Childcare for kids who don’t normally attend Little Pals is in a separate area, to give everyone an additional layer of reassurance against any remote second or third-hand exposure to the virus from front line workers.
“Our arrival and dismissal procedures are changed for everyone,” Nardo stressed. “Parents pull up, the staff get the children, we take their temperature and escort them into the building where everyone thoroughly washes hands. No one, other than the staff, is allowed in the building. I’m losing money on what I’m charging. I’m doing this to help everyone out.”
To help offset financial losses, Nardo applied for Small Business Association loans touted by the federal government.
“I applied for the disaster relief grant and payroll protection program through the SBA,” she said “I haven’t heard anything yet but I’m praying. Not that it was easy, there was a lot of documentation you had to prepare. I applied on line through my bank, it wasn’t that difficult.”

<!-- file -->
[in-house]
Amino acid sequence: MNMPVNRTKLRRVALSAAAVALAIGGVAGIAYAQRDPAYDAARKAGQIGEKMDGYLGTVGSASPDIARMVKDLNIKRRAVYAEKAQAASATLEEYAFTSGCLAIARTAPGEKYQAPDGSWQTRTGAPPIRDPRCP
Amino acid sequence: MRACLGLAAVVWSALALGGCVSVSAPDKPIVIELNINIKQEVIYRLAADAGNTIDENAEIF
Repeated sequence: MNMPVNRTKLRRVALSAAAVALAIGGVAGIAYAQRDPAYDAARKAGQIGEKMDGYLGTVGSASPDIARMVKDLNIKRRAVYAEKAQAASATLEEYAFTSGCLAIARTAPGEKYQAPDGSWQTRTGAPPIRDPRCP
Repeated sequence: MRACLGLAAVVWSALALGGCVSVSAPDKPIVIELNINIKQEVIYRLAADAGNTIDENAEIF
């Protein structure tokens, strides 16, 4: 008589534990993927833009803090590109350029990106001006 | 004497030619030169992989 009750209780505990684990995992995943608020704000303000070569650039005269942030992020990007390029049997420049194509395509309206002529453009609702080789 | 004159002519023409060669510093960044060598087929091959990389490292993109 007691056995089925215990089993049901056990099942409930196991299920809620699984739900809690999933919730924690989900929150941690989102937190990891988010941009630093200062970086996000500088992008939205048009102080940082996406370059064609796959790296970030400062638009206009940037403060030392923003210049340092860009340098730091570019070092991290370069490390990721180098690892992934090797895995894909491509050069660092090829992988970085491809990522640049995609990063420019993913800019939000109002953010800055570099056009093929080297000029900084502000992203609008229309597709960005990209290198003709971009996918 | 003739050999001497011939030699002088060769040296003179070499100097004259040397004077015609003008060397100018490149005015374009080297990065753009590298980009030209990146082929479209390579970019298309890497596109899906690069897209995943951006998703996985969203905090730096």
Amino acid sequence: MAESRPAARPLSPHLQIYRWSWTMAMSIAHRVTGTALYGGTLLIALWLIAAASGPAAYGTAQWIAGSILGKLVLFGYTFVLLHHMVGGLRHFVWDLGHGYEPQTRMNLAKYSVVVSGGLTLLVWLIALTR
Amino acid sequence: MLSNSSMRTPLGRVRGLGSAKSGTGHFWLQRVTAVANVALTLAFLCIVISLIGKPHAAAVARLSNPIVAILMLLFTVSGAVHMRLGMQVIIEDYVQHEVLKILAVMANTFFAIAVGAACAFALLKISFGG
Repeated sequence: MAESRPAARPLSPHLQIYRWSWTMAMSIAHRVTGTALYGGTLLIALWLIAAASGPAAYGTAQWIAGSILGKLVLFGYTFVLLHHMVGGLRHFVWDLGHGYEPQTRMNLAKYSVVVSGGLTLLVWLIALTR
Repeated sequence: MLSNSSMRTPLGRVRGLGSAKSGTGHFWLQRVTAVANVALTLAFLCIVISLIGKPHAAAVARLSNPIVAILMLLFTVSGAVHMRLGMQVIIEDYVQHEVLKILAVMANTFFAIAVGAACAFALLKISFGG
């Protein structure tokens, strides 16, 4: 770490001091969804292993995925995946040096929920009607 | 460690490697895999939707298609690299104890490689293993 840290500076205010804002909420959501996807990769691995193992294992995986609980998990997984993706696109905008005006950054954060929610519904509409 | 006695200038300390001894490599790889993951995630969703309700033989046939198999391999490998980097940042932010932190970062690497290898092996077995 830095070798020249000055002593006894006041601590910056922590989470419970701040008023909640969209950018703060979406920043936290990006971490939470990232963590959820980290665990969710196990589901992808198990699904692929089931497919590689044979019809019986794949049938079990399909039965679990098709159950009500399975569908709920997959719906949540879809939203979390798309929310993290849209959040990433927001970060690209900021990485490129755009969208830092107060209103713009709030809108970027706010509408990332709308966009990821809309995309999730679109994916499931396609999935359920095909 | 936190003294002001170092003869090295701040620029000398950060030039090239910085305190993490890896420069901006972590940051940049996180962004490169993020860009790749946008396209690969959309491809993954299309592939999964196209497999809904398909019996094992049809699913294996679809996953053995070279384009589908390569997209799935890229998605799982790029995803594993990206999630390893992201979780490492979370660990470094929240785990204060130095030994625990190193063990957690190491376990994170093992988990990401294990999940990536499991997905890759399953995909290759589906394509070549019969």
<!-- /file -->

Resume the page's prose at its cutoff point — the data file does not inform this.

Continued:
Despite the financial stresses, Nardo and her staff are committed to giving the children an enriching experience following all public health and safety protocols.
“I’m doing my very best to keep Little Pals open and there for you when you need our services, when this extraordinary time is over,” she added. “I’m praying for my families every day. The little ones here think it’s a normal day. But, everything is up in the air. It’s all dependent on if they open the schools in May. I’m praying to God that we will survive. I’ve been building this business for 15 years. When you own a preschool/day care, you don’t do it for the money. We love children, it’s that simple. This is hard on us.”
‘They’re all ‘PPE’d’ up.’
The bar at Tequila Grille in Monroe is empty, but that hasn’t stopped regular customers from ordering pitchers of margaritas for takeout.
“It was March 16 at 8 p.m. when we the orders came down there was no more indoor service at restaurants,” said owner/manager Rob McHugh. “This was the ‘NY on Pause’ bill. You could serve curbside, takeout and delivery. The caveat was you could also serve booze to go, which wasn’t allowed to before. We’ve made pitchers of margaritas to go. Some of regulars, who miss their margaritas, were happy. It’s cups and plastic containers. It’s not like sitting at the bar, but they were happy.”